Greta Gerwig's new version of the much-adapted Little Women injects a bit of 21st century sensibility into the classic story, while lending more urgency and even a bit of meta-fiction to the narrative.
Starring the wonderful Saoirse Ronan as lead character Jo (a largely autobiographical creation of the novel's author Louisa May Alcott), Emma Watson as her loving older sister Meg, Eliza Scanlen as sickly Beth, and Florence Pugh in a powderkeg performance as the youngest, Amy, Little Women jumps back and forth between the four sisters' harmonious Concord, MA upbringing in 1861 and their splintering apart as young adults in 1868. As someone already familiar with the story from Gillian Armstrong's 1994 version, but fuzzy on the details from a quarter-century ago when I saw it, I found Gerwig's disjointed approach actually more engaging than a chronological structure would've been. Instead of waiting for the inevitable story beats I remembered, I had to piece together what was happening in which time period; there are no titles as the film jumps back and forth, it just does.
The film begins with Jo negotiating the sale of some short story work to her New York City publisher, before learning the news that her younger sister Beth is gravely ill, and rushing home to Massachusetts. She reminisces sporadically about events from seven years earlier, when Jo and her three sisters lived a rather poor but overall content life with their mother, keeping each other's spirits high by performing plays and visiting with their neighbor Laurie (a charming but deeply troubled Timothee Chalamet in a superb performance).
At the same time in Paris, a now-grown Amy reconnects with Laurie, who once proposed to Jo only to be turned down, but now seems drawn to Amy. Both Amy and her older sister Meg struggle with the idea of marrying for money vs. for love; in the mid-19th century women who married got to keep essentially nothing of their own. Their money, property and children all became their husbands', thus women like Amy view marriage as little more than a business transaction, while Meg has taken the opposite path, marrying a penniless teacher, content to raise a family on a modest income. Someone like Jo on the other hand has little use for marriage, preferring to keep her own identity. This theme is front and center in this version, cleverly woven into the later scenes involving Jo's publishing deal.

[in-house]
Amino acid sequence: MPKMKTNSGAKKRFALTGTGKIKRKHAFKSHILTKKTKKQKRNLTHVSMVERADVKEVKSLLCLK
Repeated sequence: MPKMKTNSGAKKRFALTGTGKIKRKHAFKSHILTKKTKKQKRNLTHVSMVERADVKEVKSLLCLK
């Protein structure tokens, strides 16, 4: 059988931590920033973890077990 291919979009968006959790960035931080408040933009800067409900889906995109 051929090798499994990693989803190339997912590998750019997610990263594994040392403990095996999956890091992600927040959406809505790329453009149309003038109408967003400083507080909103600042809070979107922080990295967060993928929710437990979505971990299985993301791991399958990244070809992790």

The performances are excellent across the board; Ronan brings the same bold precociousness she showed in Lady Bird (also directed by Gerwig), always sure she's on the right path, until she isn't. Pugh perfectly conveys Amy's early fiery temper and later quiet resentment toward her older sister, each of which comes out in two heart-wrenching scenes. Scanlen is frail and sweet as Beth, always caught in the middle of her siblings' squabbles. Watson plays Meg as a devoted, steady hand to help guide her younger sisters through adolescence. The always fantastic Laura Dern plays their ever-patient mother, while Meryl Streep has a ball as their crotchety Aunt March, widowed and wealthy, urging the girls to find rich men to marry.
The art direction and costumes are gorgeous, recreating the period in vivid, palpable detail. I found this version a bit more immersive than the polished Hollywood look of the '94 version; everything looks and feels authentic, while the cinematography creates just the right level of intimacy.
Overall Gerwig's take on this old story imbues it with surprising freshness and new layers of modern-day relatability, including current themes of independent-minded women creating something for themselves in a stubbornly patriarchal society. Whether you're familiar with the story or not, you'll find the visuals, the performances, the chemistry, and the new narrative spin engrossing.
I give the film ***1/2 out of ****.
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